This is the place that gets most people stuck, the technology of a website, especially if it’s your first website. It doesnʼt have to be that way. In fact, it can be very simple once you have the exact steps for setting it up. Let me ﬁrst say, Iʼm not going to teach any code or programming. This is written just for you in plain English. No geek speak, I promise:)
1. Whatʼs In A Name?
Your domain name is the address for your new website. Itʼs what youʼll put on all of your marketing materials. Depending on the product or service you offer, you may also have to say the name of your website. Here are a few important things to remember when creating your name:
No extra characters like a hyphen – You donʼt want to have to say www.mydomain-myname.com each time you give your web address.
Keep it 3 words or less – There are some websites that have successfully used more words. If you must use more than 3 words, make sure theyʼre short words that roll right off your tongue.
Can you say it easily without spelling it – Beware of spelling words differently from how visitors would usually spell it. For example using kreative instead of creative is risky. You’ll have to spell it each time you say it. Also, you run the risk of your visitors going somewhere else because they cannot ﬁnd your web address.
Youʼll want to use .com over .net, .org, or any other available options. If youʼre concerned that someone will register your domain name as a .net, then register both the .com and the .net versions. You can later forward the .net address to your main .com address. Non-proﬁts use .org. If your website is not for a non-proﬁt organization, stay clear of registering the domain name as a .org.
You can register your domain name at GoDaddy, NameCheap or any other location you so choose.
2. Storing Your Website Files
Once you have registered your domain name, youʼll want to setup a place to host all of your ﬁles for your website. Think of this as the actual home for your website, where the domain is the physical address. Your website is stored on a host server. At the time you get signed up with a host provider you do not need actual website ﬁles. Think of it as purchasing the house and then furnishing it how you want later.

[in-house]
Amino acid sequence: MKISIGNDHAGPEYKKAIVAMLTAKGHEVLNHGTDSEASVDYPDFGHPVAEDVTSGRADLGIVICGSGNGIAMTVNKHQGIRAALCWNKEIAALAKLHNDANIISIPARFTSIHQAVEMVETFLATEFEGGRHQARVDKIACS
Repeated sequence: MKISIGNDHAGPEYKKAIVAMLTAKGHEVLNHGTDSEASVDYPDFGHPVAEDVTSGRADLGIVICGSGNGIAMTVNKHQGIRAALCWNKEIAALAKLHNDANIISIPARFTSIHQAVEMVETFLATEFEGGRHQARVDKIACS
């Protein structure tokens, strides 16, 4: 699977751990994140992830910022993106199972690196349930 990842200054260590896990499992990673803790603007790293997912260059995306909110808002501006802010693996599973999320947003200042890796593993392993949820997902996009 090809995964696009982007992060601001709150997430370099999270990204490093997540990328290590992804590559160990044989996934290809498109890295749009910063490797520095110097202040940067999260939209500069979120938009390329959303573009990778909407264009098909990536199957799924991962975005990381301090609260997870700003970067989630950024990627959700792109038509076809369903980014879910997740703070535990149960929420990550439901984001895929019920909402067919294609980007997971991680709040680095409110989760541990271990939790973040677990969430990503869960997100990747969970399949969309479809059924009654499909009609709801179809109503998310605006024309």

When choosing your host provider look for the one that will provide lots of unlimiteds:
UNLIMITED -> domain names
UNLIMITED -> subdomains
UNLIMITED -> email addresses
UNLIMITED -> storage space
Youʼll also want a host provider who will give you all the support you need whether itʼs via phone or live chat. I use and recommend HostGator, however there are others such as BlueHost. Do your homework and select the one that comes closest to your needs.
You may be wondering why you cannot register your domain name and host server with the same company. You can, however if you host your website with GoDaddy for example, the technology and support may be limited. Some people have had a hard time when they wanted to move their domain name or hosting to another company. I highly advise you keep the two separate.
3. What Kind Shall It Be?
Once youʼve got an address and a host server, you can now decide what type of website you want. Do you want to:
Be independent from a web guy or web girl?
Freely update your own website and add pages as you choose?
Be able to blog on your website?
If your answer to each of these questions was “Yes”, you want a WordPress.org website. If you arenʼt sure what a WordPress website looks like, take a look at the site that led you to this free pocket guide. Itʼs in WordPress!
With a WordPress.org website you can put anything youʼd like on your website such as purchase buttons, videos, audios, and anything else youʼd like to add to it.
If you are interested in a WordPress website, contact your host server from Tip #2 and ask them to walk you through setting up a WordPress.org website. You may also choose to work with a web guy or girl who can get you setup fairly quickly.